20 24 26 Marcy Avenue Brooklyn

Three buildings, designed to appear as a singular structure, share a monolithic facade constructed of
corrugated panel on Marcy Avenue, in Brooklyn, New York. The height of the unifying facade,
rising to sixty feet, negotiates the surrounding structures; the elevated Brooklyn-Queens
Expressway, adjacent brownstones, and the nearby industrial buildings of Williamsburg.

The site is divided into three lots, each comprising a two-family residential dwelling, accessible by
a shared entrance, and retail space with a dedicated entrance. Under the New York City building
code, a multi-use structure affects tax benefits—regulations are less stringent for a two-family
dwelling than for a multifamily dwelling unit. The rentable duplex units (1500 SF) contain four
bedrooms en suite, and target a young population interested in co-living scenarios. The apartments
address a rising demand in an area that currently lacks types that cater to a community that desires
shared-living opportunities. Accessibility to fresh air and formal variety are achieved by way of
common outdoor spaces designed for each unit, which takes the form of a terrace either at the rear
second floor connected to the living room, or on the roof for the top unit. The ten-foot ceiling
height, coupled with floor-to-ceiling windows, amplify the already-generous spatial dimensions of
the units.

The corrugated facade references the site’s history as a garage and service station and recalls the
neighborhood’s industrial past. The facade is articulated by two different types of corrugated panels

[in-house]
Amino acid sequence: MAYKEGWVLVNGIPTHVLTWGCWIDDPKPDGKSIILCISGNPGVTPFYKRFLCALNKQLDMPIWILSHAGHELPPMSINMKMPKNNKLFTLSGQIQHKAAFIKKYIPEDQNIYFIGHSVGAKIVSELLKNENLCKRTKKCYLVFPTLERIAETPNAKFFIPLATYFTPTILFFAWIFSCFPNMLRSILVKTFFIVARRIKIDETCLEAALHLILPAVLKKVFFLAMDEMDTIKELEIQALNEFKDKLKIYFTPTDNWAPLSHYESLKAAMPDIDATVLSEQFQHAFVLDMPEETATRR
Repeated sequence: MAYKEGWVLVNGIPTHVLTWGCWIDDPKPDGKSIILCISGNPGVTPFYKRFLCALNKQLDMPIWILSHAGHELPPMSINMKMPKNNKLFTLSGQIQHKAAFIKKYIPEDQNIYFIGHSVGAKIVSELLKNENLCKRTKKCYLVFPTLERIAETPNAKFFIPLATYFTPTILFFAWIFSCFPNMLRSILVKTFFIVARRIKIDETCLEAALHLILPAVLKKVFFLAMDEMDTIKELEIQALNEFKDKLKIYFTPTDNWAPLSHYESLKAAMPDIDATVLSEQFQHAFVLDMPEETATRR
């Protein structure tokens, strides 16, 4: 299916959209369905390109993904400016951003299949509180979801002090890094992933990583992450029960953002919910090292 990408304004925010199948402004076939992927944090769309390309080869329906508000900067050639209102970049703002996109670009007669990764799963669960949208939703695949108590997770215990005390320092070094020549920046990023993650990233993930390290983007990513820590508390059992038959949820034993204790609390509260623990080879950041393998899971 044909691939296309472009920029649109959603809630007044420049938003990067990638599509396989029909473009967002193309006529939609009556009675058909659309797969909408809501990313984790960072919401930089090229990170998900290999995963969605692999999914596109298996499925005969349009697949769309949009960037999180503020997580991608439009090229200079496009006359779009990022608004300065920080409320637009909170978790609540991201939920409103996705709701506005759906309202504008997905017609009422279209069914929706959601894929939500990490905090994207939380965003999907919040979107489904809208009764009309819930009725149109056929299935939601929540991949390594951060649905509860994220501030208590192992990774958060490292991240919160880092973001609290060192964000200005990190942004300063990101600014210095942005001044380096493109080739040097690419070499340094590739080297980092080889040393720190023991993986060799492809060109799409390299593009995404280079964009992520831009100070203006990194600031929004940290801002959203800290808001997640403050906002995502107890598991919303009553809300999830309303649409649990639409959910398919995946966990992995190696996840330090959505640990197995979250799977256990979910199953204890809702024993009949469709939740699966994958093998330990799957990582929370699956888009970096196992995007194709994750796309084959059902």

—the rib dimension of one being double that of the other—and perforated panels that partially
cover the window openings and are staggered on a per floor basis. These perforated panels conceal
the mullions of the operable windows, and at the same time provide privacy while facilitating light
infiltration and providing visual protection from the traffic of the nearby elevated roadway. During
the day the facade appears opaque and the visible portion of the window maintains a proportional
relationship with the more-typical windows of the neighboring townhouses. At night, the artificial
interior light glows through the perforated facade revealing the full extent of the seven-by-eightfoot
fenestration opening and imbuing the permeable facade with a more industrial appearance.

The preexisting steel structure and perimeter block wall remaining from the original building is
reinforced to define the ground floor retail volume and to support the three new residential floors
above. The retail space is articulated with sixteen-foot ceilings, and is designed as a flexible space
that can be subdivided or unified to become a 4800 SF. At the rear ground level, the building is
connected to a lot situated to the south of 26 Marcy Avenue and facing Hope Street, which runs
perpendicular to Marcy. 69 Hope Street, Phase 2 of the residential-retail development employs the
same design strategy, construction system, zoning calculations, and material pallet. Presently, the
building associated with Phase 2 is under construction on the adjacent lot. Retail programming
mediates between both residential buildings at the ground floor creating the illusion of an integrated

Designed as an ensemble, which condition is revealed by the similarly articulated facades of the
Phase 1 and 2 structures, the buildings embody the potentials that can be achieved by working
strategically within the parameters of the often-complex New York City building codes.

Photos by ImagenSubliminal (Miguel de Guzmán+ Rocio Romero)
Designer: Studio Esnal
Collaborators: Carolina Heras
Developer: Patoma Inc
Engineer of Record: Kenneth Philogene

Architects: Studio Esnal

+1 6462629415
New York / Madrid
Director: Inés Esnal
2007 – 2008 _ Master of Science Degree, Advanced Architectural Design. Graduate School of Architecture, Planning and Preservation (GSAPP), Columbia University, New York City
1997 – 2004 _ License Architect from Escuela Técnica Superior de Arquitectura de Madrid (ETSAM). Madrid, Spain
2000 – 2001 _ Ècole d’ Architecture de Paris-Belleville (EAPB). Paris, France
2003 – 2013_ Collaborated with architectural studios: Perkins Eastman, Enrique Norten, Cesar Ruiz Larrea, Josep Llinas and Jean Nouvel among others.